Horse Care: Grieving the Loss of an Equine Friend
Grieving Loss of Horse

I recently lost my “heart horse” at age 27 after two decades with him by my side. I was devastated Wiley was my friend and companion throughout my most formative years, and the inspiration behind Stable Select itself. Through grieving his loss, I have found that certain techniques have helped me through a process which unfortunately befalls all horse owners at some point in their lives. In an effort to share what worked for me, I have compiled the following tips to cope with the bereavement of a beloved equine:

 1. Channel your energy into tasks that involve celebrating or memorializing your horse. Shortly after Wiley’s death, I immersed myself in the process of designing and commissioning his memorial plaque and searching for the perfect urn to contain his ashes. This created a task-oriented goal that provided me with the opportunity to recall fond memories from which to draw for inspiration. 

2. Reminisce with friends or family members about happy times spent with your horse. Shortly after Wiley’s loss, my father and I took a walk at a nature preserve where I used to hack him growing up. While we followed the winding paths, I recounted stories of riding Wiley in these fields, my heart warming at the recollection of his evolving from skittish and temperamental to quiet and steadfast.

3. Try journaling to disclose your innermost thoughts about your grief, or perhaps consider an alternative angle of writing a letter to your horse expressing your feelings. One of the challenges I faced in sharing my feelings with other people was my tendency to want to discount my own pain in the face of the tremendous suffering befallen to so many in the world at the moment. In a private journal, there is no judgment and you are free to express your most sincere thoughts and feelings. If you’re a tech-friendly person, check out some of these Journaling apps.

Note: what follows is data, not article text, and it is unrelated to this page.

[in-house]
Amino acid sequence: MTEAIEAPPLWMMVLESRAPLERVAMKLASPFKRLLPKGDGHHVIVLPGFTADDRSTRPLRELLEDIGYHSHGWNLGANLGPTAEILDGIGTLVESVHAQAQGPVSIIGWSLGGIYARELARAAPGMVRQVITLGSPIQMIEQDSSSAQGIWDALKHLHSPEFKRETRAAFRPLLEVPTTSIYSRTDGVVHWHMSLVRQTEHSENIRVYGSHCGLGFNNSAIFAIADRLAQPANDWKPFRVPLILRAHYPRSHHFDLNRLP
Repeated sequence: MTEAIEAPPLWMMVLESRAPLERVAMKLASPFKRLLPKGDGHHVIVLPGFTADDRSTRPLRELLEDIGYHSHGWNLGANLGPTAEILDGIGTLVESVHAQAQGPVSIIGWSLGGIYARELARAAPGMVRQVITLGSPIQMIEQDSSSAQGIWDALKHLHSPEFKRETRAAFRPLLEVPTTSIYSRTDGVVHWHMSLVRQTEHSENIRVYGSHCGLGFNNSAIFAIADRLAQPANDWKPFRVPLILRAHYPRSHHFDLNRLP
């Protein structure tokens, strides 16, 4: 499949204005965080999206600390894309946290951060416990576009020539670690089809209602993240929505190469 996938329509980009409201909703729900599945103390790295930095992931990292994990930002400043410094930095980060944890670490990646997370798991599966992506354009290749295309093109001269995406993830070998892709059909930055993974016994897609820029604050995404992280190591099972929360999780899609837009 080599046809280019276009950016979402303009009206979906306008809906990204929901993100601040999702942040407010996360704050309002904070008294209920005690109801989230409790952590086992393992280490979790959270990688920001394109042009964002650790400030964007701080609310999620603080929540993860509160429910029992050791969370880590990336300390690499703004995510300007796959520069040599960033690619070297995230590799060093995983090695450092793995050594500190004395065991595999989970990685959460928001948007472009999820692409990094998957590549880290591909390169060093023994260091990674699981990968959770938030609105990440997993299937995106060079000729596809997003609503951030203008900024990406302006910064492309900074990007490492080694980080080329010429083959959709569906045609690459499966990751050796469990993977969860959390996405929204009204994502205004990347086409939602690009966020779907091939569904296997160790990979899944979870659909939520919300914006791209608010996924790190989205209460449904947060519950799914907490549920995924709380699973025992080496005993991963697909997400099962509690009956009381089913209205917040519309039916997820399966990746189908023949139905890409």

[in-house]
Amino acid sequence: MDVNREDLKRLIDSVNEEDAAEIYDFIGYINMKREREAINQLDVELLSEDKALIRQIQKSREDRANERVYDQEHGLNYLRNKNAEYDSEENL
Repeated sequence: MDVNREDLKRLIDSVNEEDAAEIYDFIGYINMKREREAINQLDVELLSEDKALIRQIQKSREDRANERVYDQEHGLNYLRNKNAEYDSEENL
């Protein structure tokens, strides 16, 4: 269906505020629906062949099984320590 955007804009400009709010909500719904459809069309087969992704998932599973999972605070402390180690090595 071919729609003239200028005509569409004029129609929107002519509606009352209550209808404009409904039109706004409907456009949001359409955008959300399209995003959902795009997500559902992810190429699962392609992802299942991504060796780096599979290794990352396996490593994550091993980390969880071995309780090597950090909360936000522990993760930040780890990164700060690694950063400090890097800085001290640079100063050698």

4. Consider meditation: I found that guided meditation focused on positive energy or on addressing grief was helpful, but even a few minutes of focused breath can be helpful. There are many great apps for mindfulness, such as Headspace or Calm. Moreover, during meditation or in everyday life, if an unpleasant memory of your horse's health problems or final days or moments surfaces, try refocusing your thoughts on a positive memory when your horse was vibrant and healthy.  

5. Once you’re ready, consider volunteering with a horse rescue, therapeutic riding program, or even offering to groom or ride a friend’s horse. PATH International has a directory of participating therapeutic horsemanship centers. While this might initially feel painful as nothing can replace your lost love, some equine quality time will inevitably bring joy to all horse lovers at heart.

6. Give yourself permission to feel sad, but aim to take ownership of the feeling by limiting the timeframe you allow yourself to fixate on sad thoughts so that your mind is not allowed to spiral or fester. 

7. Check out some books that address grief, particularly over a loved one or pet. Friend and author Bonnie Kreitler wrote this comforting read entitled “I Heard Your Dog Died: Imaginings for Those Who Have Lost a Pet” available here.

Hopefully, you will find some of these strategies as beneficial as I have in mourning the loss of your beloved pet and partner. I wanted to leave you a with a stirring quote I came across while seeking inspiration for Wiley’s memorial; these words epitomize the essence of why these creatures so profoundly capture our souls:

“Where in this wide world can man find nobility without pride, friendship without envy or beauty without vanity? Here, where grace is laced with muscle, and strength by gentleness confined. He serves without servility; he has fought without enmity. There is nothing so powerful, nothing less violent, there is nothing so quick, nothing more patient. England’s past has been borne on his back. All our history is his industry; we are his heirs; he our inheritance.” - Ronald Duncan in Ode to the Horse.